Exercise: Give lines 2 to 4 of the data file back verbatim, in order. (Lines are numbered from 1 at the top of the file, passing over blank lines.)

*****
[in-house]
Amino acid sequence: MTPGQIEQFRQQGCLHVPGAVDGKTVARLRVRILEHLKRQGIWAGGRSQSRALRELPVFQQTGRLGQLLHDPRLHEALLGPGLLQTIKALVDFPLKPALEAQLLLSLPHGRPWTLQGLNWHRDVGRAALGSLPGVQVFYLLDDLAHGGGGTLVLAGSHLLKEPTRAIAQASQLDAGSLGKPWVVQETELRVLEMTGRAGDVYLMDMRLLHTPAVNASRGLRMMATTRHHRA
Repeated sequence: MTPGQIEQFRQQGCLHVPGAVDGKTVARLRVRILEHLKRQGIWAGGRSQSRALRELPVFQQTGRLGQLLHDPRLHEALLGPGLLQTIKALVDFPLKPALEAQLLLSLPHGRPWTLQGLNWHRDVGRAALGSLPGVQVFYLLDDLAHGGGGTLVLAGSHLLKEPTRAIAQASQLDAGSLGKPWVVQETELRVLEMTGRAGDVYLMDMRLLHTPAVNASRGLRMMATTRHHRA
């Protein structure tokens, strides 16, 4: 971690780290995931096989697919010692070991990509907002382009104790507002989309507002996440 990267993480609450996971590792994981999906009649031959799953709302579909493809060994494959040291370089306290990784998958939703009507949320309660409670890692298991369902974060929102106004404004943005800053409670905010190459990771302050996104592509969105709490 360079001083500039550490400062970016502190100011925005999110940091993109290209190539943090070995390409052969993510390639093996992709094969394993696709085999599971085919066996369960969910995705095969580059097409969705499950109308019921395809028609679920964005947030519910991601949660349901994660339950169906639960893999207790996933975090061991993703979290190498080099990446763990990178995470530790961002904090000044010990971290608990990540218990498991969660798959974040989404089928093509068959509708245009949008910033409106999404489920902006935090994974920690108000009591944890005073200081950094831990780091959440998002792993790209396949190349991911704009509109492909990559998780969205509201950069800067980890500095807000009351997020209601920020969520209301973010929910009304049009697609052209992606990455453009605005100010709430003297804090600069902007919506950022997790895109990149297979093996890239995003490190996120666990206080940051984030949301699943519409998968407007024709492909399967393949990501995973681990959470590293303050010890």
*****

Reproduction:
Amino acid sequence: MTPGQIEQFRQQGCLHVPGAVDGKTVARLRVRILEHLKRQGIWAGGRSQSRALRELPVFQQTGRLGQLLHDPRLHEALLGPGLLQTIKALVDFPLKPALEAQLLLSLPHGRPWTLQGLNWHRDVGRAALGSLPGVQVFYLLDDLAHGGGGTLVLAGSHLLKEPTRAIAQASQLDAGSLGKPWVVQETELRVLEMTGRAGDVYLMDMRLLHTPAVNASRGLRMMATTRHHRA
Repeated sequence: MTPGQIEQFRQQGCLHVPGAVDGKTVARLRVRILEHLKRQGIWAGGRSQSRALRELPVFQQTGRLGQLLHDPRLHEALLGPGLLQTIKALVDFPLKPALEAQLLLSLPHGRPWTLQGLNWHRDVGRAALGSLPGVQVFYLLDDLAHGGGGTLVLAGSHLLKEPTRAIAQASQLDAGSLGKPWVVQETELRVLEMTGRAGDVYLMDMRLLHTPAVNASRGLRMMATTRHHRA
């Protein structure tokens, strides 16, 4: 971690780290995931096989697919010692070991990509907002382009104790507002989309507002996440 990267993480609450996971590792994981999906009649031959799953709302579909493809060994494959040291370089306290990784998958939703009507949320309660409670890692298991369902974060929102106004404004943005800053409670905010190459990771302050996104592509969105709490 360079001083500039550490400062970016502190100011925005999110940091993109290209190539943090070995390409052969993510390639093996992709094969394993696709085999599971085919066996369960969910995705095969580059097409969705499950109308019921395809028609679920964005947030519910991601949660349901994660339950169906639960893999207790996933975090061991993703979290190498080099990446763990990178995470530790961002904090000044010990971290608990990540218990498991969660798959974040989404089928093509068959509708245009949008910033409106999404489920902006935090994974920690108000009591944890005073200081950094831990780091959440998002792993790209396949190349991911704009509109492909990559998780969205509201950069800067980890500095807000009351997020209601920020969520209301973010929910009304049009697609052209992606990455453009605005100010709430003297804090600069902007919506950022997790895109990149297979093996890239995003490190996120666990206080940051984030949301699943519409998968407007024709492909399967393949990501995973681990959470590293303050010890």